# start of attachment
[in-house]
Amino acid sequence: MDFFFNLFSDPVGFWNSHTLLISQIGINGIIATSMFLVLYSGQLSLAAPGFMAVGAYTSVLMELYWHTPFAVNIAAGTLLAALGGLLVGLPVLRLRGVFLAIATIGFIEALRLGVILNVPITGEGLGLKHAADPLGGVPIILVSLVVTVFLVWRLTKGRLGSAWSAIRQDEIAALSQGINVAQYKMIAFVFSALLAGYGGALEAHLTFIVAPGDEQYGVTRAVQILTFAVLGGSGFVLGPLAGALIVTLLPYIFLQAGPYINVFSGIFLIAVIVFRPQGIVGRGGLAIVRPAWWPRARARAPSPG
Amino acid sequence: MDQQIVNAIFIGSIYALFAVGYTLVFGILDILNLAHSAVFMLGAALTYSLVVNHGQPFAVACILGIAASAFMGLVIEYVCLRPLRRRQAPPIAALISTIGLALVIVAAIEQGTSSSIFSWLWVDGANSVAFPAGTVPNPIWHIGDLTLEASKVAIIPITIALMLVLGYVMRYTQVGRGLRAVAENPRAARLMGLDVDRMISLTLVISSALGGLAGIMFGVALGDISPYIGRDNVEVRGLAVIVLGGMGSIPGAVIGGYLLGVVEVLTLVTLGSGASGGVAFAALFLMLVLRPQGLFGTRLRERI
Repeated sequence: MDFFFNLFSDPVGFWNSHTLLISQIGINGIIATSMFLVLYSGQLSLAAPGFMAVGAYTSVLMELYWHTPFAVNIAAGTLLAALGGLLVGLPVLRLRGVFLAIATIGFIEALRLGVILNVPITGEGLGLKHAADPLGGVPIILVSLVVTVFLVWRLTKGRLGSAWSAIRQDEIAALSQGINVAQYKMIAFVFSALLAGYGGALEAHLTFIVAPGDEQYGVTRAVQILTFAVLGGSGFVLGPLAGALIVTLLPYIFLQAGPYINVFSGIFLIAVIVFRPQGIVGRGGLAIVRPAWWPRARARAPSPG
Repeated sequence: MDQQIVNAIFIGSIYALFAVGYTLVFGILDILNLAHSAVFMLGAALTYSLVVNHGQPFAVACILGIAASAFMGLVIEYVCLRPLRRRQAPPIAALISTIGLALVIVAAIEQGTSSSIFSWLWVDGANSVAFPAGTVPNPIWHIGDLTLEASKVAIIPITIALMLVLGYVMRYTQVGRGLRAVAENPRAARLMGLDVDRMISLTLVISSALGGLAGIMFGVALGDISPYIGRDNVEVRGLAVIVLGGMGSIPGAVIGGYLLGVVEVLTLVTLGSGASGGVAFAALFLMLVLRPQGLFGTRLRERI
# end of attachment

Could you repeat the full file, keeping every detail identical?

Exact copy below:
[in-house]
Amino acid sequence: MDFFFNLFSDPVGFWNSHTLLISQIGINGIIATSMFLVLYSGQLSLAAPGFMAVGAYTSVLMELYWHTPFAVNIAAGTLLAALGGLLVGLPVLRLRGVFLAIATIGFIEALRLGVILNVPITGEGLGLKHAADPLGGVPIILVSLVVTVFLVWRLTKGRLGSAWSAIRQDEIAALSQGINVAQYKMIAFVFSALLAGYGGALEAHLTFIVAPGDEQYGVTRAVQILTFAVLGGSGFVLGPLAGALIVTLLPYIFLQAGPYINVFSGIFLIAVIVFRPQGIVGRGGLAIVRPAWWPRARARAPSPG
Amino acid sequence: MDQQIVNAIFIGSIYALFAVGYTLVFGILDILNLAHSAVFMLGAALTYSLVVNHGQPFAVACILGIAASAFMGLVIEYVCLRPLRRRQAPPIAALISTIGLALVIVAAIEQGTSSSIFSWLWVDGANSVAFPAGTVPNPIWHIGDLTLEASKVAIIPITIALMLVLGYVMRYTQVGRGLRAVAENPRAARLMGLDVDRMISLTLVISSALGGLAGIMFGVALGDISPYIGRDNVEVRGLAVIVLGGMGSIPGAVIGGYLLGVVEVLTLVTLGSGASGGVAFAALFLMLVLRPQGLFGTRLRERI
Repeated sequence: MDFFFNLFSDPVGFWNSHTLLISQIGINGIIATSMFLVLYSGQLSLAAPGFMAVGAYTSVLMELYWHTPFAVNIAAGTLLAALGGLLVGLPVLRLRGVFLAIATIGFIEALRLGVILNVPITGEGLGLKHAADPLGGVPIILVSLVVTVFLVWRLTKGRLGSAWSAIRQDEIAALSQGINVAQYKMIAFVFSALLAGYGGALEAHLTFIVAPGDEQYGVTRAVQILTFAVLGGSGFVLGPLAGALIVTLLPYIFLQAGPYINVFSGIFLIAVIVFRPQGIVGRGGLAIVRPAWWPRARARAPSPG
Repeated sequence: MDQQIVNAIFIGSIYALFAVGYTLVFGILDILNLAHSAVFMLGAALTYSLVVNHGQPFAVACILGIAASAFMGLVIEYVCLRPLRRRQAPPIAALISTIGLALVIVAAIEQGTSSSIFSWLWVDGANSVAFPAGTVPNPIWHIGDLTLEASKVAIIPITIALMLVLGYVMRYTQVGRGLRAVAENPRAARLMGLDVDRMISLTLVISSALGGLAGIMFGVALGDISPYIGRDNVEVRGLAVIVLGGMGSIPGAVIGGYLLGVVEVLTLVTLGSGASGGVAFAALFLMLVLRPQGLFGTRLRERI